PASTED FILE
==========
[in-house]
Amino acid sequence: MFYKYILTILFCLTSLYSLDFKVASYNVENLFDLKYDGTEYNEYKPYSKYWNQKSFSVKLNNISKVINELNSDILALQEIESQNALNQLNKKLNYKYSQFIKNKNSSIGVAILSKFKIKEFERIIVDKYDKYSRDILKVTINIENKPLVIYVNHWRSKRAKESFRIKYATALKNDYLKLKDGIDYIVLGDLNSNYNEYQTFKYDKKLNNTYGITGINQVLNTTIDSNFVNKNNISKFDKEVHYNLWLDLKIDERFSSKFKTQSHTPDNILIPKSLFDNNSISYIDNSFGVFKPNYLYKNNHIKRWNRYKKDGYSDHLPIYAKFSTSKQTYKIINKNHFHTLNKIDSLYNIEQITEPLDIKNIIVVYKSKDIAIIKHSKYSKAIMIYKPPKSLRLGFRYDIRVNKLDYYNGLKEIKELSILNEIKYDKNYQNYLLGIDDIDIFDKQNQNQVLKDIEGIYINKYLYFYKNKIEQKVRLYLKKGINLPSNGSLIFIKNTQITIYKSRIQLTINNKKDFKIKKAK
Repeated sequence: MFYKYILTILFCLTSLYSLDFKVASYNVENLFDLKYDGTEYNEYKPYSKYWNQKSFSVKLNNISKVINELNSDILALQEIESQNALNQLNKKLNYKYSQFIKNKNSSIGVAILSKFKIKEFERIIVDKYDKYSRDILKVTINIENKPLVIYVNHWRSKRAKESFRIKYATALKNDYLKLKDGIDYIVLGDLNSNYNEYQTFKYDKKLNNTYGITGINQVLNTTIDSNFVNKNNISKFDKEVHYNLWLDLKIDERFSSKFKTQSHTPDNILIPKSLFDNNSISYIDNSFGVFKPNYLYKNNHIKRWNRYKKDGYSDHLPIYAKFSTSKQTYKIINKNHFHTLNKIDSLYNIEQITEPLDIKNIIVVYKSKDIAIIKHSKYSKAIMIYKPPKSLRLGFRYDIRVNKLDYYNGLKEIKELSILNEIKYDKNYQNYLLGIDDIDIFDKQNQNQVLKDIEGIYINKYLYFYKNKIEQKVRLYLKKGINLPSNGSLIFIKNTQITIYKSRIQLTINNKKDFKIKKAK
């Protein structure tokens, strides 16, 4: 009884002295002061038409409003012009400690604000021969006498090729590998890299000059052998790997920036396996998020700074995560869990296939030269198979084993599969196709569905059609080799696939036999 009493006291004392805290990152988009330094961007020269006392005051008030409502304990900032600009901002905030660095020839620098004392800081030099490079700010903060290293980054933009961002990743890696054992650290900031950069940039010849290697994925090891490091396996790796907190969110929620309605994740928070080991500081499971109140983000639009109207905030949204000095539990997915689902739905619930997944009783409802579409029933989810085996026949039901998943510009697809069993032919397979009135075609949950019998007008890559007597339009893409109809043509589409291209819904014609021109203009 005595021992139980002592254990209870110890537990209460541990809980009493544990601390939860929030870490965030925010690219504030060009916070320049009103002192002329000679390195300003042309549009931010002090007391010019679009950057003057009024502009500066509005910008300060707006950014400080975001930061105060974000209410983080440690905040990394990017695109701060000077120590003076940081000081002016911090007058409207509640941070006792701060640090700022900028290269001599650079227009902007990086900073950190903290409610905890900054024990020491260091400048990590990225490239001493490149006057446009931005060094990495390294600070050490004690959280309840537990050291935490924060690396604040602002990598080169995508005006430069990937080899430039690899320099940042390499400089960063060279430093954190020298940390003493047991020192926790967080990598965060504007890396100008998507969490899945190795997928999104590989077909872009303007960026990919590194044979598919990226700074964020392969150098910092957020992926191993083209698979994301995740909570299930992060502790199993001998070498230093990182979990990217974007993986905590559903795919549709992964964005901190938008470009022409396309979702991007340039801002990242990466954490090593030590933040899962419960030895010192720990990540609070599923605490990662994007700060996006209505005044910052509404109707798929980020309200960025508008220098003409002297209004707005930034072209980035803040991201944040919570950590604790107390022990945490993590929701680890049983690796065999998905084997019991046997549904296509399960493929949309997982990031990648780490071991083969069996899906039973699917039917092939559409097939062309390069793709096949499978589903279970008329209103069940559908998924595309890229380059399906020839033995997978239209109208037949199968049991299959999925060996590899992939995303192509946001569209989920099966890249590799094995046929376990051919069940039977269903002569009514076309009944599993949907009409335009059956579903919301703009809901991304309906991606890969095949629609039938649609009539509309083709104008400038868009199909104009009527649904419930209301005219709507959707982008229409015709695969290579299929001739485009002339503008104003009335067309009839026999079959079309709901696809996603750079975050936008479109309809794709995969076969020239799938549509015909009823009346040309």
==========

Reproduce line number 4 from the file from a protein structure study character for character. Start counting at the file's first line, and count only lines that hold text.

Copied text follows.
């Protein structure tokens, strides 16, 4: 009884002295002061038409409003012009400690604000021969006498090729590998890299000059052998790997920036396996998020700074995560869990296939030269198979084993599969196709569905059609080799696939036999 009493006291004392805290990152988009330094961007020269006392005051008030409502304990900032600009901002905030660095020839620098004392800081030099490079700010903060290293980054933009961002990743890696054992650290900031950069940039010849290697994925090891490091396996790796907190969110929620309605994740928070080991500081499971109140983000639009109207905030949204000095539990997915689902739905619930997944009783409802579409029933989810085996026949039901998943510009697809069993032919397979009135075609949950019998007008890559007597339009893409109809043509589409291209819904014609021109203009 005595021992139980002592254990209870110890537990209460541990809980009493544990601390939860929030870490965030925010690219504030060009916070320049009103002192002329000679390195300003042309549009931010002090007391010019679009950057003057009024502009500066509005910008300060707006950014400080975001930061105060974000209410983080440690905040990394990017695109701060000077120590003076940081000081002016911090007058409207509640941070006792701060640090700022900028290269001599650079227009902007990086900073950190903290409610905890900054024990020491260091400048990590990225490239001493490149006057446009931005060094990495390294600070050490004690959280309840537990050291935490924060690396604040602002990598080169995508005006430069990937080899430039690899320099940042390499400089960063060279430093954190020298940390003493047991020192926790967080990598965060504007890396100008998507969490899945190795997928999104590989077909872009303007960026990919590194044979598919990226700074964020392969150098910092957020992926191993083209698979994301995740909570299930992060502790199993001998070498230093990182979990990217974007993986905590559903795919549709992964964005901190938008470009022409396309979702991007340039801002990242990466954490090593030590933040899962419960030895010192720990990540609070599923605490990662994007700060996006209505005044910052509404109707798929980020309200960025508008220098003409002297209004707005930034072209980035803040991201944040919570950590604790107390022990945490993590929701680890049983690796065999998905084997019991046997549904296509399960493929949309997982990031990648780490071991083969069996899906039973699917039917092939559409097939062309390069793709096949499978589903279970008329209103069940559908998924595309890229380059399906020839033995997978239209109208037949199968049991299959999925060996590899992939995303192509946001569209989920099966890249590799094995046929376990051919069940039977269903002569009514076309009944599993949907009409335009059956579903919301703009809901991304309906991606890969095949629609039938649609009539509309083709104008400038868009199909104009009527649904419930209301005219709507959707982008229409015709695969290579299929001739485009002339503008104003009335067309009839026999079959079309709901696809996603750079975050936008479109309809794709995969076969020239799938549509015909009823009346040309």